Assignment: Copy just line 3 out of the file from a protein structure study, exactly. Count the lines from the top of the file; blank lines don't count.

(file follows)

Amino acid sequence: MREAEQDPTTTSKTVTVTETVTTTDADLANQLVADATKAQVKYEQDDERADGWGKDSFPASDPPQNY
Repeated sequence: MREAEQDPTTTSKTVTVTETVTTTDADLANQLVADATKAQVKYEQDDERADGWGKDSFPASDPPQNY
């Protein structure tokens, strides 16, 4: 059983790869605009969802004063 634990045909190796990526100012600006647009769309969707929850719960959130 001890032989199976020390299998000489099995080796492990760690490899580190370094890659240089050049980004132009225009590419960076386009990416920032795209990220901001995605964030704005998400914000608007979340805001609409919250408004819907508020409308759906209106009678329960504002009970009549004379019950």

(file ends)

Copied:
């Protein structure tokens, strides 16, 4: 059983790869605009969802004063 634990045909190796990526100012600006647009769309969707929850719960959130 001890032989199976020390299998000489099995080796492990760690490899580190370094890659240089050049980004132009225009590419960076386009990416920032795209990220901001995605964030704005998400914000608007979340805001609409919250408004819907508020409308759906209106009678329960504002009970009549004379019950």